He started way back in the summer of 1997. No one quite knew what to expect, but within a few years it was clear that nothing would be the same again. And not only did he conquer Britain; he wowed millions of fans in America, the Far East and Europe too.
So we're working out how to look back over the past 10 years, and we're also embarking on the search for his successor. Someone needs to take over where Harry Potter has left off, but the problem is - no one knows who.
In June 1997, Harry Potter and the Philosopher's Stone was published - just a month after Tony Blair came to power. Ten years later, on 21 July 2007, the seventh and final book in the instalment will be published, having sold a staggering 225 million copies in 64 languages worldwide.
Admittedly, there are still three more movies to come. But really, this is the end of the line for the Harry Potter story - something which, on the Newsround website at least, has consistently provided far and away the most popular stories we've ever published.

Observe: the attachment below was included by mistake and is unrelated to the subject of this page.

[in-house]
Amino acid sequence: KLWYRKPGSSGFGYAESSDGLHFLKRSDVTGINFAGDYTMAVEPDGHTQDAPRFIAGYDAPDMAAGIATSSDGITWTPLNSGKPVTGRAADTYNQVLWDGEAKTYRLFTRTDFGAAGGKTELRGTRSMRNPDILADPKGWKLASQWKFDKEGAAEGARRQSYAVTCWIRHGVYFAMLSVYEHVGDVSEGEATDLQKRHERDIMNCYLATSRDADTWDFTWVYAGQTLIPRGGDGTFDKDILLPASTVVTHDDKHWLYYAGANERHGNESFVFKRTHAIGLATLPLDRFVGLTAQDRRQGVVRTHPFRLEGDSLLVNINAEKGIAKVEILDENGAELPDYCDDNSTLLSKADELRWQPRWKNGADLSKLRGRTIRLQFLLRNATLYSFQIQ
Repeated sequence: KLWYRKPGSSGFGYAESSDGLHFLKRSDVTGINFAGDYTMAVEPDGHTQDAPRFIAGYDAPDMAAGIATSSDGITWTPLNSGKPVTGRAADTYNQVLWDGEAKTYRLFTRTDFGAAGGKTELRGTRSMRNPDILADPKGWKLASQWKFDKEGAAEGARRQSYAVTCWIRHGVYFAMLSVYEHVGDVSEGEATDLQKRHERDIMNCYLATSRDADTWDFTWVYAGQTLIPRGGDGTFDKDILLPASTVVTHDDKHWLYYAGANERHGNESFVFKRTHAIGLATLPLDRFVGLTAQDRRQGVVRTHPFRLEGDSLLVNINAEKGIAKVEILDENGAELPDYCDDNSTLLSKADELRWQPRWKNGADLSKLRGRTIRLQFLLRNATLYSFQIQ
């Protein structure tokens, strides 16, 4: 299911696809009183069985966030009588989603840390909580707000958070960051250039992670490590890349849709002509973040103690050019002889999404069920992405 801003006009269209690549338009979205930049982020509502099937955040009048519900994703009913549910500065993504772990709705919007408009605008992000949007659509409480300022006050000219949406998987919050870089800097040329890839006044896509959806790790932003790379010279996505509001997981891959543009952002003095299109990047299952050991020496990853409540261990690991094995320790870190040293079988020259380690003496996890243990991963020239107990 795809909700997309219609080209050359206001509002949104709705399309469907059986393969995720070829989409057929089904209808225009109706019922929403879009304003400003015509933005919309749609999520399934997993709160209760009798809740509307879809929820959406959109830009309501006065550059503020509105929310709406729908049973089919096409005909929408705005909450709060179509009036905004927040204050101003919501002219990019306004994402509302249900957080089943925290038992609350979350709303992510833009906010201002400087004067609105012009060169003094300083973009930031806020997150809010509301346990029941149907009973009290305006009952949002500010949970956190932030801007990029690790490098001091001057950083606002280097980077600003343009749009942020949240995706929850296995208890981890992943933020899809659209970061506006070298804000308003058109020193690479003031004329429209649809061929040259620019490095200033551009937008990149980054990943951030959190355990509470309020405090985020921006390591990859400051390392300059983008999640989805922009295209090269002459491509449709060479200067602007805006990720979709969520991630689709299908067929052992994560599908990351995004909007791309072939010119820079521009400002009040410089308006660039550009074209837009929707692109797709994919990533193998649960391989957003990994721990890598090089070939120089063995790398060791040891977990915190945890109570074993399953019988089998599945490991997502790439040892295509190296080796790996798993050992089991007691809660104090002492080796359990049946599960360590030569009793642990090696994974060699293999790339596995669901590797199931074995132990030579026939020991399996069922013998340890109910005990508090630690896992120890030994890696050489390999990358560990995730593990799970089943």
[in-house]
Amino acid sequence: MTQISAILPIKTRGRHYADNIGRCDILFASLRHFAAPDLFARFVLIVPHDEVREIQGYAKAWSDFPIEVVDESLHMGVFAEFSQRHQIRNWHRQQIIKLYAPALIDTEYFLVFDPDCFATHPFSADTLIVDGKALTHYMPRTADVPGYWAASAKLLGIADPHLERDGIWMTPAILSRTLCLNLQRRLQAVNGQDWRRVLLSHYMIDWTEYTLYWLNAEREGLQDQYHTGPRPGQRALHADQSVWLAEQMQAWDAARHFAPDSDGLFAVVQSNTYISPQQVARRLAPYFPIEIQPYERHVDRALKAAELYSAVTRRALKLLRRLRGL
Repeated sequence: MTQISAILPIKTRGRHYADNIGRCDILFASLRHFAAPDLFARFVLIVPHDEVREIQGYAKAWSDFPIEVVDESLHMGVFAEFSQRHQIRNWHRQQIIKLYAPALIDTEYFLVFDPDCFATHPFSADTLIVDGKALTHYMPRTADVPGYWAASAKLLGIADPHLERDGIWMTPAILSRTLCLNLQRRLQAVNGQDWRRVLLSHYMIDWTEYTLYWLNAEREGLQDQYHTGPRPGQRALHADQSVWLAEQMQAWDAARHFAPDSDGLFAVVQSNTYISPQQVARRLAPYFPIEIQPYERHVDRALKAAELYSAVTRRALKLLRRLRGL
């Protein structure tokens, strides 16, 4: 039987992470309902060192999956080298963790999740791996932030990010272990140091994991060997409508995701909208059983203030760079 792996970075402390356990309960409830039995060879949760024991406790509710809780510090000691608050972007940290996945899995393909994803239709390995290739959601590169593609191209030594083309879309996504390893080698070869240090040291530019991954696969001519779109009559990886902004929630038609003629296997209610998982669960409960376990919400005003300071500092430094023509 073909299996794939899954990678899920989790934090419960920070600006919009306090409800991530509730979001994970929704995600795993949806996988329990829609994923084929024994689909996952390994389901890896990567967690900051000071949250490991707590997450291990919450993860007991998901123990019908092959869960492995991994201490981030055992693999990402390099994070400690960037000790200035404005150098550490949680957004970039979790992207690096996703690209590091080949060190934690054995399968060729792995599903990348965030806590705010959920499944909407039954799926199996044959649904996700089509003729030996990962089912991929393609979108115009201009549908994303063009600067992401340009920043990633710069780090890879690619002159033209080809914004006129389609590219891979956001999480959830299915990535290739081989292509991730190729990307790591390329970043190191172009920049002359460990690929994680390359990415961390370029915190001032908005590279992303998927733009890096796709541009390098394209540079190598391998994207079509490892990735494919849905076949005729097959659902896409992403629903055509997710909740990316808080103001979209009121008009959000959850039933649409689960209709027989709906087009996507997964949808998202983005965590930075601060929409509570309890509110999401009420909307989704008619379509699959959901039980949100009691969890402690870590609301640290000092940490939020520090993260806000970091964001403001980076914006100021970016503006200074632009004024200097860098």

And this actually provides us with a serious dilemma. Gordon Brown may be Tony Blair's heir apparent. But for Harry Potter, it's nowhere near so clear. In a recent vote, Tracey Beaker was number one to take over, followed by the Alex Rider series. But none of those have had quite the cultural crossover which JK Rowling's creation has enjoyed.
In today's atomised environment, where kids download hundreds of different bands, there seem to be very few breakthrough pop-cultural phenomenons. The era of the rock-solid showbiz stories about Take That, Busted or Britney has long gone.
Harry Potter was a good banker. Come the end of the summer, who will take his place?
A debate in the Newsround office right now is whether to cover the story of David Hasselhoff being filmed drunk by his daughters.